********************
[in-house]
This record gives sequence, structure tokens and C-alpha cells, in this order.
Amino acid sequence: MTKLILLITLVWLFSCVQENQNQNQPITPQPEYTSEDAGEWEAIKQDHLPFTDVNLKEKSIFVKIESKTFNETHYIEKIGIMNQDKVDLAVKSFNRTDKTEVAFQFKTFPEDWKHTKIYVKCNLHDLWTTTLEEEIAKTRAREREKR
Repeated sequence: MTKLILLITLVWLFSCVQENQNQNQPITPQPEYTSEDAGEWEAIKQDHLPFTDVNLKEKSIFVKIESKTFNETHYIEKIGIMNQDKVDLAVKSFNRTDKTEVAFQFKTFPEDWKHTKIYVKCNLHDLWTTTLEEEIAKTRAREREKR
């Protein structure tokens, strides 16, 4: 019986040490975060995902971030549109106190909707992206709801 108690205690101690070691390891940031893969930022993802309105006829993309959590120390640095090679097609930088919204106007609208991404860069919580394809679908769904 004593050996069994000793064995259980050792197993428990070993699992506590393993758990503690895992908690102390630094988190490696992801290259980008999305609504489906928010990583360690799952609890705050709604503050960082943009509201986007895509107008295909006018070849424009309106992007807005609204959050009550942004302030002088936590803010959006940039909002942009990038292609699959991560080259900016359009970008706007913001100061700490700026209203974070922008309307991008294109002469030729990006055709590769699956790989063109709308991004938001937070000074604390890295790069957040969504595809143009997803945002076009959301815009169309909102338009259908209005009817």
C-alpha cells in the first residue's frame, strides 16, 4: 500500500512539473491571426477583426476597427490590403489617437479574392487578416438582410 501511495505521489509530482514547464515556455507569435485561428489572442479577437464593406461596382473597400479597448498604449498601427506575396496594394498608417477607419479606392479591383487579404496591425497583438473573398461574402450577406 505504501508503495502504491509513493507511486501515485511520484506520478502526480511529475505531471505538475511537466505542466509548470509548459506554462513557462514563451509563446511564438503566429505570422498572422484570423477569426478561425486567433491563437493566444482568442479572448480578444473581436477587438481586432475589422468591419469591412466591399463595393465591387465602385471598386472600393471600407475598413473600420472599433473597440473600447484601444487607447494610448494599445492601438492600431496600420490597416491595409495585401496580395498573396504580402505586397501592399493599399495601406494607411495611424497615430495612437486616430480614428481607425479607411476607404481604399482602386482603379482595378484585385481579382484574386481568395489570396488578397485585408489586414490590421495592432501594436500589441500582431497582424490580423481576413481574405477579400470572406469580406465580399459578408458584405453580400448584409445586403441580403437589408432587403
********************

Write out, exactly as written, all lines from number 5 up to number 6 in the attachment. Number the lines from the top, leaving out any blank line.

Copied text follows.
């Protein structure tokens, strides 16, 4: 019986040490975060995902971030549109106190909707992206709801 108690205690101690070691390891940031893969930022993802309105006829993309959590120390640095090679097609930088919204106007609208991404860069919580394809679908769904 004593050996069994000793064995259980050792197993428990070993699992506590393993758990503690895992908690102390630094988190490696992801290259980008999305609504489906928010990583360690799952609890705050709604503050960082943009509201986007895509107008295909006018070849424009309106992007807005609204959050009550942004302030002088936590803010959006940039909002942009990038292609699959991560080259900016359009970008706007913001100061700490700026209203974070922008309307991008294109002469030729990006055709590769699956790989063109709308991004938001937070000074604390890295790069957040969504595809143009997803945002076009959301815009169309909102338009259908209005009817």
C-alpha cells in the first residue's frame, strides 16, 4: 500500500512539473491571426477583426476597427490590403489617437479574392487578416438582410 501511495505521489509530482514547464515556455507569435485561428489572442479577437464593406461596382473597400479597448498604449498601427506575396496594394498608417477607419479606392479591383487579404496591425497583438473573398461574402450577406 505504501508503495502504491509513493507511486501515485511520484506520478502526480511529475505531471505538475511537466505542466509548470509548459506554462513557462514563451509563446511564438503566429505570422498572422484570423477569426478561425486567433491563437493566444482568442479572448480578444473581436477587438481586432475589422468591419469591412466591399463595393465591387465602385471598386472600393471600407475598413473600420472599433473597440473600447484601444487607447494610448494599445492601438492600431496600420490597416491595409495585401496580395498573396504580402505586397501592399493599399495601406494607411495611424497615430495612437486616430480614428481607425479607411476607404481604399482602386482603379482595378484585385481579382484574386481568395489570396488578397485585408489586414490590421495592432501594436500589441500582431497582424490580423481576413481574405477579400470572406469580406465580399459578408458584405453580400448584409445586403441580403437589408432587403